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C-130 News: AirNet receiver seeking to sell Snow Aviation’s still-moribund C-130

Guest Casey

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As 2011 ended, Snow Aviation International Inc. made a court-ordered deadline to move its experimental Lockheed C-130 Hercules from a hangar at Rickenbacker International Airport with just hours to spare.

The Herk was towed to neighboring cargo flyer AirNet Systems Inc. in what was described as a temporary arrangement until a new propeller would make it flyable.

Founder and CEO Harry Snow Jr. told me then that he would work with his main investor and creditor in Cleveland, Moxahela Aviation LLC, to rejuvenate the business that never made a sale after promising some 500 jobs in 2001.

“Talk to me in the second week of January (2012),†he said.

Three years later, the plane is still sitting there on AirNet’s ramp at Rickenbacker, uncovered and exposed the elements.

“It has not moved one inch since 4 p.m., Dec. 31, 2011,†said Rich Kruse, who was the court-appointed receiver when Snow Aviation was evicted from Rickenbacker.

Now AirNet itself is in receivership, and its Georgia-based receiver filed a foreclosure lawsuit Tuesday on Snow’s C-130, seeking $997,000 in unpaid storage fees that continue to rack up at the rate of $1,000 a day.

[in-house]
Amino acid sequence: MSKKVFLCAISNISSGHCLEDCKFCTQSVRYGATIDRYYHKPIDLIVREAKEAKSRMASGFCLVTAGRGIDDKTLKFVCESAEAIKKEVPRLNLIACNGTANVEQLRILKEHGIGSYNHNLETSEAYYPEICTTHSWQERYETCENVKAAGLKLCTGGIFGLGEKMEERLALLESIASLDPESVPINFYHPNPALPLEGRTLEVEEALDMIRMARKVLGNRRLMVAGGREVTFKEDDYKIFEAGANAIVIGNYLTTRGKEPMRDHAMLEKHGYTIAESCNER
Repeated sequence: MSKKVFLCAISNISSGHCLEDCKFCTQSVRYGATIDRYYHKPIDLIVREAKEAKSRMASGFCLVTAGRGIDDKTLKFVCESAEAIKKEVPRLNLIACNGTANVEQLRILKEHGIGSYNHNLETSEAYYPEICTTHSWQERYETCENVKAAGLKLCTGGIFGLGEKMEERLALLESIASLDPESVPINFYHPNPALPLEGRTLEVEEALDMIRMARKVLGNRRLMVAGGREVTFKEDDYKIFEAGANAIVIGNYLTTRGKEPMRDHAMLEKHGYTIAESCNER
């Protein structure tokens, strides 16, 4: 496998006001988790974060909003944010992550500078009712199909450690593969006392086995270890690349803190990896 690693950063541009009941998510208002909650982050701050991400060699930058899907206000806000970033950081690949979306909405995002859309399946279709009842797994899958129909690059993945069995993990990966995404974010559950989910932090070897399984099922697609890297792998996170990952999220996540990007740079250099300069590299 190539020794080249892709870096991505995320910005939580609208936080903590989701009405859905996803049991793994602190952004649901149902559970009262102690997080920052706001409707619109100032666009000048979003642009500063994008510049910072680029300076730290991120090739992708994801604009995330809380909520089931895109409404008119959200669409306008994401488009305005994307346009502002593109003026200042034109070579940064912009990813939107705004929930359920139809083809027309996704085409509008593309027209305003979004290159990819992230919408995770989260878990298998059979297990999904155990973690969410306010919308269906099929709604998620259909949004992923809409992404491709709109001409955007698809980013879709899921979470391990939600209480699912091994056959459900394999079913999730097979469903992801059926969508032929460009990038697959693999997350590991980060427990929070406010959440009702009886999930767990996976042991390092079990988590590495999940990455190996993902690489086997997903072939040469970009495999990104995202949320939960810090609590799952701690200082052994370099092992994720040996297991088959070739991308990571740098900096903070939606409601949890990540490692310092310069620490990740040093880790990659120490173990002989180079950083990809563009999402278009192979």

Moxahela, a Cleveland investment firm, had paid $14,000 to AirNet under a lease agreement saying it would store the plane no more than two weeks. Moxahela owner Joseph Gorman died in 2013. I could not find a current telephone listing for Snow, of Gahanna, but sent an email seeking comment.

AirNet, a cargo operator that struggled since its main customer source dried up, has been operated by a court-appointed receiver since February. AirNet’s receiver is asking Franklin County Common Pleas Court to grant it possession of aircraft so it can sell it if necessary to apply proceeds to the unpaid lease.

“Because it’s an experimental aircraft, the buyer pool is much smaller,†said Columbus attorney Jerry Peer Jr., who filed the action on behalf of the receiver. He had represented Kruse in Snow’s eviction case.

It’s more likely the plane will be dismantled and sold for parts and scrap, he said.

Snow’s entire mission had been to extend the life of C-130s by retrofitting them, so the military could avoid scrapping old planes and buying new.

View original article: http://www.bizjournals.com/columbus/blog/2014/10/airnet-receiver-seeking-to-sell-snow-aviation-s.html?utm_source=feedburner&utm_medium=feed&utm_campaign=Feed%3A+bizj_columbus+%28Business+First+of+Columbus%29

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